Central nighttime hangouts 

Bar bands, breweries and indie rock take over downtown after dark

So what'll it be: Martinis, microbrews or Pabst Blue Ribbon? Original music, DJs or cover bands? Ten-gallon Stetsons, buzz cuts or Bettie Page bangs?

All of the above are ready and waiting somewhere within a one-mile radius of downtown Colorado Springs.

The main drag is Tejon Street, which is basically the Springs' version of Bourbon Street. Except for its absence of strip clubs. And beads. And the things people do for those beads. (Being the home of New Life Church and Focus on the Family, this is about as close as we get.)

Of course, one thing New Orleans doesn't have is cowboys, at least not of the indigenous variety. Whereas Colorado Springs has the "WORLD FAMOUS" Cowboys (25 N. Tejon St., worldfamouscowboys.com), a quarter-century-old institution that's racked up enough national media attention to justify its proud slogan. There's also a bowling alley upstairs, plus occasional appearances by touring contemporary country acts — and the occasional veteran outlaw like David Allan Coe — to inspire all kinds of boot-scootin', line-dancin' and general shit-kickin'. But on just about any night, the club can get a line dance going just by cueing up Clarence Carter's "Strokin'" or Trace Adkins' "Honky Tonk Badonkadonk."

Step outside Cowboys and you won't be hearing either of those songs, as the neo-honky-tonk vibe gives way to the din of rock and pop hits blasting from nearby bars.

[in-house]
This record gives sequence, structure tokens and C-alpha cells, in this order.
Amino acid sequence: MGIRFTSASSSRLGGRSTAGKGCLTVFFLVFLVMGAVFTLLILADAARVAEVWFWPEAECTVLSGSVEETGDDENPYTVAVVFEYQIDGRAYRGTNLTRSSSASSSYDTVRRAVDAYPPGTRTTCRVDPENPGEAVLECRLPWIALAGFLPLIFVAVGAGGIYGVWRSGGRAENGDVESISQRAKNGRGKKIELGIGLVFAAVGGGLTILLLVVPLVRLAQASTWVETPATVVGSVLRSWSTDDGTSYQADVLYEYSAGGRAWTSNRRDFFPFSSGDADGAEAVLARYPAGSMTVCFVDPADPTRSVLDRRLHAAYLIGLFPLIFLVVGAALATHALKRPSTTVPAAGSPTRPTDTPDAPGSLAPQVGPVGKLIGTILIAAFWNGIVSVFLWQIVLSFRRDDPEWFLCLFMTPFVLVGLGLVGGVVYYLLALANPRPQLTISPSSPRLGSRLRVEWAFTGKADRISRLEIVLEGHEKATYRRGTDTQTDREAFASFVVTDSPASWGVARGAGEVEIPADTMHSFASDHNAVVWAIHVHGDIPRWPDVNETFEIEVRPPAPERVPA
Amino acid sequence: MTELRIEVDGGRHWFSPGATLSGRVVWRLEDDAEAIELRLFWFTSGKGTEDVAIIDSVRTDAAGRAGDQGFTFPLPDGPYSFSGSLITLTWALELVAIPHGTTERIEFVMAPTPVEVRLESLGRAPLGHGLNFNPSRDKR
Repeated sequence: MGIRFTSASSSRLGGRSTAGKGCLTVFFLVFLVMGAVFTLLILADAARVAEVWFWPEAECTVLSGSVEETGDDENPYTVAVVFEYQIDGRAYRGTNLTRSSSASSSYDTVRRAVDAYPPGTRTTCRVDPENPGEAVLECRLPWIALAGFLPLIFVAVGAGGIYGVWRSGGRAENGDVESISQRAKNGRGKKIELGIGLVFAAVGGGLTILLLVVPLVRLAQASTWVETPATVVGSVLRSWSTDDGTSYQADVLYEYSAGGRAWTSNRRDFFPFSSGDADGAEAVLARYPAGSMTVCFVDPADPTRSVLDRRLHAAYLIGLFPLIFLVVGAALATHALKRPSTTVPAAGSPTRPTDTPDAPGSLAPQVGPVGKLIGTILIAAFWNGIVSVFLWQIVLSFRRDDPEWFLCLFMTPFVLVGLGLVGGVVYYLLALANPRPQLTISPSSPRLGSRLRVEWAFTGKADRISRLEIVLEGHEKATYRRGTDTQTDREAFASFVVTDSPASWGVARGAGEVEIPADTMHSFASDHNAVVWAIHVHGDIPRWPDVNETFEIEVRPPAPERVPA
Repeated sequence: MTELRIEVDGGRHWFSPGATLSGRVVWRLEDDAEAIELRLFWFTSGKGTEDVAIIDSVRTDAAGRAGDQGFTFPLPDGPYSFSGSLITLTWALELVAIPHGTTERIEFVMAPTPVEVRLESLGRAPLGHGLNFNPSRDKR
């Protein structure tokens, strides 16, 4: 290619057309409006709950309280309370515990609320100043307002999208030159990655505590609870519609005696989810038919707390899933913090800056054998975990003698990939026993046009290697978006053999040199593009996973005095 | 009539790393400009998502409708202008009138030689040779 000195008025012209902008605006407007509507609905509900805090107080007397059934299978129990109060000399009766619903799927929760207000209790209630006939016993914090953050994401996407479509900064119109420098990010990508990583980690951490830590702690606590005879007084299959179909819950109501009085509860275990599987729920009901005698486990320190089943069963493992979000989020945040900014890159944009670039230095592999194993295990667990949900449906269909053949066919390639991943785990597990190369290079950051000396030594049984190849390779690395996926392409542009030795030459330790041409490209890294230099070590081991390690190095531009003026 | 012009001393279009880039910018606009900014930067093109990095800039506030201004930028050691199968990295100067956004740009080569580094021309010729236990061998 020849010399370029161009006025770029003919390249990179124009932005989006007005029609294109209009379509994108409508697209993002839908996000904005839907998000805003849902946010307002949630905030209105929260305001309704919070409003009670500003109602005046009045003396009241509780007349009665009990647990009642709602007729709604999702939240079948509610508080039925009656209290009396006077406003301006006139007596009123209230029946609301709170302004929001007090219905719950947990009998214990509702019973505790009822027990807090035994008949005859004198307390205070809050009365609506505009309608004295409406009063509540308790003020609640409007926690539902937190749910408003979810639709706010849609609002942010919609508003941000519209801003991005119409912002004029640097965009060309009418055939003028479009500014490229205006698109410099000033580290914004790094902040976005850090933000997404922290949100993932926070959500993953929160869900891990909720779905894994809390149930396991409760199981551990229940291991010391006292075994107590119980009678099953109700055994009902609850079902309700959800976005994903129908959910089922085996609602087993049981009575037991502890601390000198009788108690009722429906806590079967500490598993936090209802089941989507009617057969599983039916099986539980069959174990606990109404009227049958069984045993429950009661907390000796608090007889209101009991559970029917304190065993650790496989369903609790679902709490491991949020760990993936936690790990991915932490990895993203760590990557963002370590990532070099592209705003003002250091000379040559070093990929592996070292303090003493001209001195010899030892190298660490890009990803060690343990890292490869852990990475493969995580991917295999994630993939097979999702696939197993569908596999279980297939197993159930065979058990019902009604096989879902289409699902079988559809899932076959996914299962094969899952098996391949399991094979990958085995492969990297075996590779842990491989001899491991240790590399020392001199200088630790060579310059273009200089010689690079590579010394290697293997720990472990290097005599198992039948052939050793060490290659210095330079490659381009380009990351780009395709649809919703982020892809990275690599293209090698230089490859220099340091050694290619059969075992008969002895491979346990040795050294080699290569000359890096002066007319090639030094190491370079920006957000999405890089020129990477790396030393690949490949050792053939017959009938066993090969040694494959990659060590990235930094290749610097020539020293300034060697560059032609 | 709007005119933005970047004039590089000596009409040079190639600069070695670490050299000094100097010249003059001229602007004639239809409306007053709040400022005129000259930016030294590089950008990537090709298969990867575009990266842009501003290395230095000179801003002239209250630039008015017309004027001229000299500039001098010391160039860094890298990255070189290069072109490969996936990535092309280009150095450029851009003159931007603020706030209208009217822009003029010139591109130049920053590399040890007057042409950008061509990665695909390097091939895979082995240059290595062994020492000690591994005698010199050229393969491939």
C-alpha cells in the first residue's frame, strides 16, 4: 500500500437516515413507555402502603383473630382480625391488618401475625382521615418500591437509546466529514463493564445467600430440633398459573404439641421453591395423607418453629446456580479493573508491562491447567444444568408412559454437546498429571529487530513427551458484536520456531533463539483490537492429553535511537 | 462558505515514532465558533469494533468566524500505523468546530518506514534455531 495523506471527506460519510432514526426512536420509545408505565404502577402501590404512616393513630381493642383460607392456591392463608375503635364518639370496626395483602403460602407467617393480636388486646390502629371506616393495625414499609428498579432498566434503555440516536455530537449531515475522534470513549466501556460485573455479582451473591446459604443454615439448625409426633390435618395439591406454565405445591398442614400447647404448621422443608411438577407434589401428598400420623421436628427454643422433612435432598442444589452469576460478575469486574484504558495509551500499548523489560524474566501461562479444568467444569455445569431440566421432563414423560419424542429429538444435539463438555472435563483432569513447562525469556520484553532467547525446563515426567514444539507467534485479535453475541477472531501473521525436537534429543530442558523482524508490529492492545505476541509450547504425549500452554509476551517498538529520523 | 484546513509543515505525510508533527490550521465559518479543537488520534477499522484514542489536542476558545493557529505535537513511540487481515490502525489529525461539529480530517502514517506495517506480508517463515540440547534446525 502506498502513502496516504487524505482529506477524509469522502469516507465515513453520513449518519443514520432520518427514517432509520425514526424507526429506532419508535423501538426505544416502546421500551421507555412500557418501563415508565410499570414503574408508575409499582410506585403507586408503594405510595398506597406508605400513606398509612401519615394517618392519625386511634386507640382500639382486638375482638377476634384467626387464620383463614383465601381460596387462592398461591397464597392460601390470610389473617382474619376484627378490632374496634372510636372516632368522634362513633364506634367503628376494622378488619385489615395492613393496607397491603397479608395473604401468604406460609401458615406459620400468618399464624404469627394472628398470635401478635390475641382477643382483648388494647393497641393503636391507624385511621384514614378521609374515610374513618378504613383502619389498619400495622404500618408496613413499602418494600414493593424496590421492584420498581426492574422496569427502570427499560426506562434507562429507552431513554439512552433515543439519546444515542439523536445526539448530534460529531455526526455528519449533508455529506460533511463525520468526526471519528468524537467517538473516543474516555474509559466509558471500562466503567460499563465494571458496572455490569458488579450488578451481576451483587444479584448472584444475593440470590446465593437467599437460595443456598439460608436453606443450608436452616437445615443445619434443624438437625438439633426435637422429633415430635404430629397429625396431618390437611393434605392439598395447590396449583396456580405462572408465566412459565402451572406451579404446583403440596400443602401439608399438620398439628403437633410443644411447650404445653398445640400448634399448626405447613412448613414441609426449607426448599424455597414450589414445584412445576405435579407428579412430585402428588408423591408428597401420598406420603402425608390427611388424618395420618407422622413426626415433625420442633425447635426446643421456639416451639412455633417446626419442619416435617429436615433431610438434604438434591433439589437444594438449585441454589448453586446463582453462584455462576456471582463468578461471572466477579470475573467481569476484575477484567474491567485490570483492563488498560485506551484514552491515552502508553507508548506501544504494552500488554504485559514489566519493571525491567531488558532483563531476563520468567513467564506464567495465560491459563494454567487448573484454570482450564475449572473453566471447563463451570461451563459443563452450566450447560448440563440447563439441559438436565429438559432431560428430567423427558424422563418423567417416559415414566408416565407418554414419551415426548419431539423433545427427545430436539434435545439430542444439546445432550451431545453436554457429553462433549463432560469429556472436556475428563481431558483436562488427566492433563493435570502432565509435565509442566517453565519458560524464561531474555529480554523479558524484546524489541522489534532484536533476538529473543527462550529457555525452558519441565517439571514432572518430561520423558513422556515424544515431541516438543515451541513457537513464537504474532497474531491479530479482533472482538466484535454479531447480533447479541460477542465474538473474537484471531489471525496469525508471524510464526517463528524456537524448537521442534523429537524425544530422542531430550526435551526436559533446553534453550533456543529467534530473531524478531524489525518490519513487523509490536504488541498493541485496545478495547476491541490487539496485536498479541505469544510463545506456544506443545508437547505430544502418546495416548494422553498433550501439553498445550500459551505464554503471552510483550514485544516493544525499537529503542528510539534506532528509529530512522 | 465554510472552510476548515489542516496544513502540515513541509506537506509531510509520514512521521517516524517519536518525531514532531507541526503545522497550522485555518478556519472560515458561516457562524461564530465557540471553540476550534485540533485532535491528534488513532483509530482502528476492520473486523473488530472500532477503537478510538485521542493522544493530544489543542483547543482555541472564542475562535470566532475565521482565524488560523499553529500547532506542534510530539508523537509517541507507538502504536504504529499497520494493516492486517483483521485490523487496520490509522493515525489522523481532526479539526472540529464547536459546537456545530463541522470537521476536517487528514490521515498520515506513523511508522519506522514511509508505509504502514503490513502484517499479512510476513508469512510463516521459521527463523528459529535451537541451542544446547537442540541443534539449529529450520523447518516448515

Local cover bands like Wrestle With Jimmy and 40 Oz. Freedom Fighters play regularly at Gasoline Alley (28 N. Tejon St., gasolinealleycs.com) and the Thirsty Parrot (32 S. Tejon St., thirstyparrot.net), while at the Mansion (20 N. Tejon St., mansioncs.com) you can be pummeled by "75,000 watts of power" and a karaoke room that promises a selection of 100,000-plus songs.

Meanwhile, if you prefer more beats per minute, you can head a block east to the Underground (110 N. Nevada Ave., undergroundbars.com), an LGBTQ-friendly venue where house music shares the stage with burlesque and boylesque shows. Live DJs (including Indy readers' favorite, DJ GÜ) also frequent SODO (527 S. Tejon St., sodonightlife.com).

For more low-key revelry, Oscar's Tejon Street (333 S. Tejon St., oscarstejonstreet.com) and SouthSide Johnny's (528 S. Tejon St., southsidejohnnys.biz) host live music that leans more toward blues, Motown and rockabilly.

More drinking, less dancing

If you prefer a higher beer-to-bro ratio, there are plenty of central Springs establishments to cater to your needs.

Let's begin with some craft breweries. The last time the Colorado Brewers Guild counted, our town was neck-and-neck with Fort Collins with nine breweries each. (Denver leads the pack with 14, followed by Boulder with 11.) In fact, you can find two breweries right in the heart of downtown.

Tourists staying at the Antlers Hilton will find Judge Baldwin's (4 S. Cascade Ave., 473-5600) right off the hotel lobby. The brewery can lay claim to being the city's oldest, established back in 1991. OK, not exactly gold-rush era, but stay with us. Baldwin's has great happy hours and just recently updated its dining menu, which includes everything from Kobe burgers to a green chile lobster bisque.

More adventurous hotel guests can venture across the street to Phantom Canyon Brewing Co. (2 E. Pikes Peak Ave., phantomcanyon.com). Originally started by now-Governor John Hickenlooper, Phantom Canyon is a solid dining and drink spot in the heart of downtown. The smoked gouda beer cheese soup is rightfully famous; the pool tables are the finest around; and brewer Alan Stiles keeps a range of pleasing selections on tap, like the Railyard Ale and seasonal Barley Wine, plus interesting specials, often named after Simpsons references. (Think: Jebus Braggot.)